Hard drive failure on Linux is a lot less common these days because many Linux fans know a lot about their hard drives. However, no hardware is invincible, and accidents do happen. For this reason, it’s a good idea to keep a check on your hard drive health and take preventive measures if something is wrong.
Checking your hard drive health is quite easy with the right tools. In this article, we’ll go over two quick ways to take a look at hard drives on Linux and check their health status.
Modern hard drives have “S.M.A.R.T..” It’s a feature that allows operating systems (like Linux, Mac, and Windows) to verify the integrity and health of the hard drives.
Note: the fastest way to check if your drive has “S.M.A.R.T.” features is to take it out of your computer and read the information on the label. Alternatively, check the box it came in.
On Linux, there are many ways to check the S.M.A.R.T. status of a hard drive. However, probably the quickest way is with smartctl. Before we can go over how to use this tool, we must give instructions on how to check the health of your hard drives with smartlctl.
To install the Smartmontools, open up a terminal and follow the instructions that correspond with your Linux distribution.
sudo apt install smartmontools
sudo apt-get install smartmontools
sudo pacman -S smartmontools
sudo dnf install smartmontools
sudo zypper install smartmontools
As the Smartmontools bundle of programs is one of the main ways to check hard drive health under Linux, there’s a good chance even the most unknown of distributions will be able to install it. To get it, open up a terminal window, search for “smartmontools” and install it how you usually install programs. It is also possible to grab Smartmontools (via source code) from the official website.
Hard drive health – Smartctl
Smartctl is quite easy to use. To check the health of your hard drive with it, follow these steps.
Step 1: Open up a terminal and gain a root shell with su or sudo -s.
Step 2: List the hard drives attached to your Linux PC with the lsblk command. Keep in mind that /dev/sdX is the device label, and /dev/sdX# means partition number.
Step 3: Look through your drive listing, and find the drive you’d like to check. Once you’ve found it, highlight it with the mouse, and take note of it.
Step 4: In the terminal, use the smartctl command to print out the S.M.A.R.T. status of your device. Be sure to change the “X” with your drive’s label name.
smartctl -a /dev/sdX
Look through the output and determine the health of your drive. Be sure to repeat this process if you have multiple hard drives.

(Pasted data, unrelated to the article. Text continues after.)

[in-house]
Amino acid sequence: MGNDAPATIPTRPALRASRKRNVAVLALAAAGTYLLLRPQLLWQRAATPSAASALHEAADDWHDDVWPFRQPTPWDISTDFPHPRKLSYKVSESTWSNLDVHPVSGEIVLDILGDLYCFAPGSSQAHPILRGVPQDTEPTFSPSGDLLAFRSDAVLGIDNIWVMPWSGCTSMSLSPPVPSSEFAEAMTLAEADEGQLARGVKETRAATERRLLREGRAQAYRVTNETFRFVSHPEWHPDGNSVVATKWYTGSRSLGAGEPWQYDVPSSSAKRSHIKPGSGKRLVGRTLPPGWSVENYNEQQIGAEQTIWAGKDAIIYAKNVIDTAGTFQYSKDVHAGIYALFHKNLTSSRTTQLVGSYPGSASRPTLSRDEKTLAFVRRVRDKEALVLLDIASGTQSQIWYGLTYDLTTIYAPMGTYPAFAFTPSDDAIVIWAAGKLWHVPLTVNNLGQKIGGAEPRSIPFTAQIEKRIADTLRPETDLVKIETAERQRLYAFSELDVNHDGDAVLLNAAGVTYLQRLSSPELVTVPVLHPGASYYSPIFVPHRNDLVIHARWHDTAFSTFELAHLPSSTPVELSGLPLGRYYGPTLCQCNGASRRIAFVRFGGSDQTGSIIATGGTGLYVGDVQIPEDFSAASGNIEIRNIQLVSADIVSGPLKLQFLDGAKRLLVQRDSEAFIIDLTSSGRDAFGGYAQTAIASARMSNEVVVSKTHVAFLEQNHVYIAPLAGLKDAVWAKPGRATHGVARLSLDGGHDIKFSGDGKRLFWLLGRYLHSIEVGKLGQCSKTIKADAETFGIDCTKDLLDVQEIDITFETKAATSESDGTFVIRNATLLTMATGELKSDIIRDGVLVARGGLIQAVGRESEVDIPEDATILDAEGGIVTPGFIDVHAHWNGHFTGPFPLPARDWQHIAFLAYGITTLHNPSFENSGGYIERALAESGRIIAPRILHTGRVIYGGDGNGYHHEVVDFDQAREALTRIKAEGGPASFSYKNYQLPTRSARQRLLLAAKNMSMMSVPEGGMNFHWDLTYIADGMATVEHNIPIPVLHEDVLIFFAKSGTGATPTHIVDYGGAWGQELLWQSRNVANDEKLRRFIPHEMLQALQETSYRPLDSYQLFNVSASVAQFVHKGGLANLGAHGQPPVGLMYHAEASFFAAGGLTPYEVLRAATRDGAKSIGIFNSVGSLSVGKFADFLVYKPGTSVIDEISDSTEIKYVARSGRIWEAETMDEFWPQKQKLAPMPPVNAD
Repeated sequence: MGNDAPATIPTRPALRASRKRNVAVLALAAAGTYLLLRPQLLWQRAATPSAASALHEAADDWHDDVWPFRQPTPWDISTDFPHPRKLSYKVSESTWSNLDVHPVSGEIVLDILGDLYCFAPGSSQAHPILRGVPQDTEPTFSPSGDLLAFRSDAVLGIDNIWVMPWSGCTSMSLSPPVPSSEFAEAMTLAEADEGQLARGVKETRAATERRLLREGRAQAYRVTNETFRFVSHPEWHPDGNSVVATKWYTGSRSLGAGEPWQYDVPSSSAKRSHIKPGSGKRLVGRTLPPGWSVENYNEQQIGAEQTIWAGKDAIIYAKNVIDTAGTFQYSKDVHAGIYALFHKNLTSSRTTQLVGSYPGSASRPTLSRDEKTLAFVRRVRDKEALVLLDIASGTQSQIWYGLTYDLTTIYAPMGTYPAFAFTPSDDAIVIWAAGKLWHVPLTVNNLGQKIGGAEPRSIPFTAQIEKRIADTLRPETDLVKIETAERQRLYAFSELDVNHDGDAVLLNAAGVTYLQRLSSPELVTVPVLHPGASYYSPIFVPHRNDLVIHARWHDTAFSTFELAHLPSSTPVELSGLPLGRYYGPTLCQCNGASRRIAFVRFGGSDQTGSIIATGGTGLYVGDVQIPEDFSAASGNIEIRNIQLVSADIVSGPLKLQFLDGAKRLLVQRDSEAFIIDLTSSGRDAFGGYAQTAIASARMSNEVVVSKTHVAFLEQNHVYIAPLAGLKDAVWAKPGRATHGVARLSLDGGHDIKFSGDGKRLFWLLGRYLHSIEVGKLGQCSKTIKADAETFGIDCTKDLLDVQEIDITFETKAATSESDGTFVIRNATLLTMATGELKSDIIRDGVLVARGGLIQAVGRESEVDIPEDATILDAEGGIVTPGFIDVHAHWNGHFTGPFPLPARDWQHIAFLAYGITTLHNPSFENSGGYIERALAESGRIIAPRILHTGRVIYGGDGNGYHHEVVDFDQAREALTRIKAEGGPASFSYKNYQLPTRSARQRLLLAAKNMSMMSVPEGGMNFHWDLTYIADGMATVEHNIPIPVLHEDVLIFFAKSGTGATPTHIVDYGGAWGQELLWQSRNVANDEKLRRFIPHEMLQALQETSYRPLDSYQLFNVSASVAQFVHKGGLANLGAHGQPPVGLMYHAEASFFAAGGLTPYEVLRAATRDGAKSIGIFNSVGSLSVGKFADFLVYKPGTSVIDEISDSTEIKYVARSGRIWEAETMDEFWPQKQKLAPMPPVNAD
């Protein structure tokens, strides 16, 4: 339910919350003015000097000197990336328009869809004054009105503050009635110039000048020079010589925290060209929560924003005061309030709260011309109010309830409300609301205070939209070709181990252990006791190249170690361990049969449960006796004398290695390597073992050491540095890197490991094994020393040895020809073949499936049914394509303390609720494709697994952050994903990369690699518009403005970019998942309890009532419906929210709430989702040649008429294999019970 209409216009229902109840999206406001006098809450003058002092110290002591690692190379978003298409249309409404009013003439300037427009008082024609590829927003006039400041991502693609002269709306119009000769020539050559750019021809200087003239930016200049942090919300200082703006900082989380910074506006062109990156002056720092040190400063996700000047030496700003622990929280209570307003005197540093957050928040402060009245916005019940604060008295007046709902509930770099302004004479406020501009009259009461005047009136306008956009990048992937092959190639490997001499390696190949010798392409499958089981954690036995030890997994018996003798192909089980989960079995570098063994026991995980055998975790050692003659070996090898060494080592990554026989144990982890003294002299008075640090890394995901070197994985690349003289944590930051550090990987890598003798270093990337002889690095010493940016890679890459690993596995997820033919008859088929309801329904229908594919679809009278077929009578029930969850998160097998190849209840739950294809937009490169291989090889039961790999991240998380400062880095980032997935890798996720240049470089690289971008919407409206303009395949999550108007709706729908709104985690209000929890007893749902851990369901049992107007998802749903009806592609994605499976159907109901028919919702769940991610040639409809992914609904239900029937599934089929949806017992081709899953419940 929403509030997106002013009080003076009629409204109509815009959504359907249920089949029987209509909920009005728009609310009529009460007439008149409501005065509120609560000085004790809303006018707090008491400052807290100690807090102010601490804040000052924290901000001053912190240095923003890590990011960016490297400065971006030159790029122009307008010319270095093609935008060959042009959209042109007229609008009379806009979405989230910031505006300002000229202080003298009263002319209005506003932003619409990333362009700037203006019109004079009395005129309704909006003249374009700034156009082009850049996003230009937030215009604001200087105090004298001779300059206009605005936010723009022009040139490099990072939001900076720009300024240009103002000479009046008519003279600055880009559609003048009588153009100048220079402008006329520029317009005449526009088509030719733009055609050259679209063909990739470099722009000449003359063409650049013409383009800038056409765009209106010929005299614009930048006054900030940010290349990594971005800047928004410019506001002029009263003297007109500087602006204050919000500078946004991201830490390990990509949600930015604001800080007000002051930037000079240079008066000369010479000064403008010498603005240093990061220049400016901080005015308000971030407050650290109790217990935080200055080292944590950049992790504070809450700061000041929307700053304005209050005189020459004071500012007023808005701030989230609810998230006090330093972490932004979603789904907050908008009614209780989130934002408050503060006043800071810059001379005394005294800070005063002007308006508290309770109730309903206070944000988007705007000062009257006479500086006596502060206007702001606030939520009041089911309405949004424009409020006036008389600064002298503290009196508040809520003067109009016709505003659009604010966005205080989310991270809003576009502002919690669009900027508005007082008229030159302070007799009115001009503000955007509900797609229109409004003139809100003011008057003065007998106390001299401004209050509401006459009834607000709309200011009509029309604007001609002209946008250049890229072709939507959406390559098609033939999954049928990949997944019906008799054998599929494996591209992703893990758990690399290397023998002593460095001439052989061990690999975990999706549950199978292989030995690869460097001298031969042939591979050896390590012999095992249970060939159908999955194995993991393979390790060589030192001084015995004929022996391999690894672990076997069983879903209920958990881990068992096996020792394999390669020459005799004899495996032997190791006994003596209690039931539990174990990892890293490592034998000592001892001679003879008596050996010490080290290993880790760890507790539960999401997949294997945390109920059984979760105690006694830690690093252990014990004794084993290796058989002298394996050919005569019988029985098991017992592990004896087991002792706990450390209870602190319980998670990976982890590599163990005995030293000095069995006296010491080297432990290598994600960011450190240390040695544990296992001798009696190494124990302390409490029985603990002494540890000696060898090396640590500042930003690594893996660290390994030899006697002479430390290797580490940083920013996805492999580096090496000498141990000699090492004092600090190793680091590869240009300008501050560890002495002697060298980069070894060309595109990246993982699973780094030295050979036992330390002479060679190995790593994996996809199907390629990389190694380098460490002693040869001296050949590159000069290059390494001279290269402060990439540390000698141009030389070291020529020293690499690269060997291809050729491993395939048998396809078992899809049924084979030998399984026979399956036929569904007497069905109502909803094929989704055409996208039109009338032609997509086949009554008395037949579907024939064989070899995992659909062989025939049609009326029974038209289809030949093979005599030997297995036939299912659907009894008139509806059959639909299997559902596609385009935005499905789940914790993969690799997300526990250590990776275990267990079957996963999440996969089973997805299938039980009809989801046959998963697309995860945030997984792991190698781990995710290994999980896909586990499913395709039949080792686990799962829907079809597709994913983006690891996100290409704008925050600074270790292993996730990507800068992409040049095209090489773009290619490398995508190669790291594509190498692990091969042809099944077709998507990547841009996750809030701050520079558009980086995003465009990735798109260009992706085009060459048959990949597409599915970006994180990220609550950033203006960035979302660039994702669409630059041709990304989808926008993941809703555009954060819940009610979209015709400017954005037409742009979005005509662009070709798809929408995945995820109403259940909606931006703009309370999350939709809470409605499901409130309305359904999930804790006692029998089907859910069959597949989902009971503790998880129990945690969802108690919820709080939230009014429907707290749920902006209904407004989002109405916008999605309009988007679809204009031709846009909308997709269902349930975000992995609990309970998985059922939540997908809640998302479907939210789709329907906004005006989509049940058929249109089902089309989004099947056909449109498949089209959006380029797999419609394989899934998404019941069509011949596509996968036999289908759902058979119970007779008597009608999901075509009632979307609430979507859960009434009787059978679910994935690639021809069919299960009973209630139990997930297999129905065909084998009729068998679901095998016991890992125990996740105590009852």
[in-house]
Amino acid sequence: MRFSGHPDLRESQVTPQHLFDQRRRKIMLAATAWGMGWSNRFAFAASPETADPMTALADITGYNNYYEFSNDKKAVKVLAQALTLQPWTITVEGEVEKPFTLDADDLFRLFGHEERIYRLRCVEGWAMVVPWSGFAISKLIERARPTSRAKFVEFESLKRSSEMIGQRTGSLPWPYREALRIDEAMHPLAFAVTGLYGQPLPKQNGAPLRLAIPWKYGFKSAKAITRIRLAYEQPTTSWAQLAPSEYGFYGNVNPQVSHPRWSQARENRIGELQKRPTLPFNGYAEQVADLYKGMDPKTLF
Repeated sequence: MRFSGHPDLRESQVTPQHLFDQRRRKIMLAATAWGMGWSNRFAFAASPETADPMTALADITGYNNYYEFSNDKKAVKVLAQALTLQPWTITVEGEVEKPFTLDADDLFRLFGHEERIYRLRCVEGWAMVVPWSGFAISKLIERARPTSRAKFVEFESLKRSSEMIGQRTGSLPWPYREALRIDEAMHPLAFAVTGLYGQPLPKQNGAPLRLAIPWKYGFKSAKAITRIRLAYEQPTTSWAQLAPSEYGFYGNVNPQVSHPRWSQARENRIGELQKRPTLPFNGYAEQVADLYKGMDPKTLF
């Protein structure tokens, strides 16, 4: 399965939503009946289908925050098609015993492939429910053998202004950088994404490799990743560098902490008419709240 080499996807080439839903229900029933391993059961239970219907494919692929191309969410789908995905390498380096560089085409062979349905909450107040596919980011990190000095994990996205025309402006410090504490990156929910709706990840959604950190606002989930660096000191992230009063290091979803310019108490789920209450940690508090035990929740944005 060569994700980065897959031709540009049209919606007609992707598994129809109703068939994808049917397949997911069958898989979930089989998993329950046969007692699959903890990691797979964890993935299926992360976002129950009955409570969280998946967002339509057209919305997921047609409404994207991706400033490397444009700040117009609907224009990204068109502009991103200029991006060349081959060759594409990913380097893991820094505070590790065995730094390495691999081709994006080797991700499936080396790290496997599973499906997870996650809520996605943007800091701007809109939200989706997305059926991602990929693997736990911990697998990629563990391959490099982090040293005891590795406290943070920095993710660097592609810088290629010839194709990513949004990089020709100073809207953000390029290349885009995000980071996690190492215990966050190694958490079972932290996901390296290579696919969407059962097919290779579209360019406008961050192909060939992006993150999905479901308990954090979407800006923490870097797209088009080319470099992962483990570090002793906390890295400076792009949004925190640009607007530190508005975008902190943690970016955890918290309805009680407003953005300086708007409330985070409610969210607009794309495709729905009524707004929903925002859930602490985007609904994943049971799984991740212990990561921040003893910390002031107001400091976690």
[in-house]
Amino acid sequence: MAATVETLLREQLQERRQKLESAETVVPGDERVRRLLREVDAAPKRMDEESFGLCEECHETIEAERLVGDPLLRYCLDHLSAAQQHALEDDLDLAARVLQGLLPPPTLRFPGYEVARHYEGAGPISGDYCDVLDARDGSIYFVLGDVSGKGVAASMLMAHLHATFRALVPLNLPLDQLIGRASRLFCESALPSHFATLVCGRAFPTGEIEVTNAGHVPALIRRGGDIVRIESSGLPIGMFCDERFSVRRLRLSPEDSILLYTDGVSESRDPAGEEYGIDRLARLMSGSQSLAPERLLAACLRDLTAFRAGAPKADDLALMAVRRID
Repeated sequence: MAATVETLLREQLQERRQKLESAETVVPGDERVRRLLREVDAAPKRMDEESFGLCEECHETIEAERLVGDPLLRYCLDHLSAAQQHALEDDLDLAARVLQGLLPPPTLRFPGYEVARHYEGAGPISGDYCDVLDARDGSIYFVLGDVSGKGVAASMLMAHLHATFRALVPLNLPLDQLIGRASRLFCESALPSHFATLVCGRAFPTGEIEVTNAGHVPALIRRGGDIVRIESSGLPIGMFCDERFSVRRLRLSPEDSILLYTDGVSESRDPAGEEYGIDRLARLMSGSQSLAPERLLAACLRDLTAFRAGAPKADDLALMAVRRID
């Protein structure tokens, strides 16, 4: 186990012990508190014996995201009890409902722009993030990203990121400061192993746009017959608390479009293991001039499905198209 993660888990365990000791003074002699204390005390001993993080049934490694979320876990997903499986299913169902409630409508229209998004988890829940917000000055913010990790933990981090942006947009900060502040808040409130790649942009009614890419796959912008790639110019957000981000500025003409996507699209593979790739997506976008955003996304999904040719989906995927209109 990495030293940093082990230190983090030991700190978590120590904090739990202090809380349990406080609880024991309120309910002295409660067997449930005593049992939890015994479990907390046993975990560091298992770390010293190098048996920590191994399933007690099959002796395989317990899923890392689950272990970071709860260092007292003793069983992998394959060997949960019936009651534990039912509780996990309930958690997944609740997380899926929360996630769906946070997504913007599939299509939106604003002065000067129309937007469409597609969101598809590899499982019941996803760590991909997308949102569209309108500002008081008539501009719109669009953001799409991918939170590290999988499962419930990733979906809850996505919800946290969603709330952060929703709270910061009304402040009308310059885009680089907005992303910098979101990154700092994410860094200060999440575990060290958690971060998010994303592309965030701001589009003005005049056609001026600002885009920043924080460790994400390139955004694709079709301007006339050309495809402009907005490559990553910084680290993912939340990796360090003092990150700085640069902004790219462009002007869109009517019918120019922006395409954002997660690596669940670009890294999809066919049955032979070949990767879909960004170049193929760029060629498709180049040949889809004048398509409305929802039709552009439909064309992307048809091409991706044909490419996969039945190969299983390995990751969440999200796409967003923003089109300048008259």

Need to save the smartctl drive report for later? Pipe it to a file with the command-below!
smartctl -a /dev/sdX >> /home/username/Documents/drive-report.txt
If you’re not a huge fan of the terminal, but still need to check the health of your hard drive on Linux, consider using Gnome Disks. It includes several S.M.A.R.T. features, including basic health checking, and testing features for both spinning drives and SSDs.
To get your hands on Gnome Disks, open up your application menu, search for “Disks” and launch it. Or, if you do not have it installed, follow the instructions below for your operating system.
sudo apt install gnome-disk-utility
sudo apt-get install gnome-disk-utility
sudo pacman -S gnome-disk-utility
sudo dnf install gnome-disk-utility
sudo zypper install gnome-disk-utility
Gnome Disks is a core part of the Gnome desktop. It can be found on all operating systems that distribute Gnome, Gnome Shell and its software. If you need to install it on your OS, and can’t find it, the source code is available online.
Hard drive health – Gnome Disks
Launch the Gnome Disk application your Linux PC. When it opens up, it’ll automatically select the first hard drive connected to your computer (usually the one using Slot0/Slot1 in the SATA port on the motherboard).
At a glance, it is possible to view S.M.A.R.T. information of the hard drive, by looking at the “assessment” section of Gnome Disks.
For a complete readout of your hard drive’s S.M.A.R.T. data and overall health, press Ctrl + S on the keyboard.
Pressing the Ctrl + S combination brings up an S.M.A.R.T. dashboard that prints out (in easy to read terms) all of the errors and issues the selected hard drive is experiencing.
Need to test your drive? Open the S.M.A.R.T. dashboard in Gnome Disks, then click the “Self-test” option to run basic hard drive health tests.